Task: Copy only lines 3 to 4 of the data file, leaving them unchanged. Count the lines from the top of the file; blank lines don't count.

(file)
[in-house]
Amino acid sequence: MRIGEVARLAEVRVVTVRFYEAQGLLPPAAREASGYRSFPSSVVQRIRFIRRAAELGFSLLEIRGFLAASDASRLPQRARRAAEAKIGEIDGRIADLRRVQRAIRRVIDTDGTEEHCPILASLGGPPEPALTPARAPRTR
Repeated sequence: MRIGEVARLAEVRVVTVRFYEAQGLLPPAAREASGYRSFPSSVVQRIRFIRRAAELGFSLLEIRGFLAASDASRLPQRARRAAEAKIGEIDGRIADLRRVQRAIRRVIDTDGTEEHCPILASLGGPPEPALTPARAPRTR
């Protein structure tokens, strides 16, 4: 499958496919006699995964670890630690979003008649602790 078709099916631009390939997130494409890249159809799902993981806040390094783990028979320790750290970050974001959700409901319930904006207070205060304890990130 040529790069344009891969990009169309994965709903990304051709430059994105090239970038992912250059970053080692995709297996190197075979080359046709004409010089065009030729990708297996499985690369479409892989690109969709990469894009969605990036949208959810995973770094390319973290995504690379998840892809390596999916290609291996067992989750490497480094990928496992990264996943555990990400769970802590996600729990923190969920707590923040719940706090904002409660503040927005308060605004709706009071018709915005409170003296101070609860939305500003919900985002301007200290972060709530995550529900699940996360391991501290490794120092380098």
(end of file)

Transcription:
Repeated sequence: MRIGEVARLAEVRVVTVRFYEAQGLLPPAAREASGYRSFPSSVVQRIRFIRRAAELGFSLLEIRGFLAASDASRLPQRARRAAEAKIGEIDGRIADLRRVQRAIRRVIDTDGTEEHCPILASLGGPPEPALTPARAPRTR
């Protein structure tokens, strides 16, 4: 499958496919006699995964670890630690979003008649602790 078709099916631009390939997130494409890249159809799902993981806040390094783990028979320790750290970050974001959700409901319930904006207070205060304890990130 040529790069344009891969990009169309994965709903990304051709430059994105090239970038992912250059970053080692995709297996190197075979080359046709004409010089065009030729990708297996499985690369479409892989690109969709990469894009969605990036949208959810995973770094390319973290995504690379998840892809390596999916290609291996067992989750490497480094990928496992990264996943555990990400769970802590996600729990923190969920707590923040719940706090904002409660503040927005308060605004709706009071018709915005409170003296101070609860939305500003919900985002301007200290972060709530995550529900699940996360391991501290490794120092380098």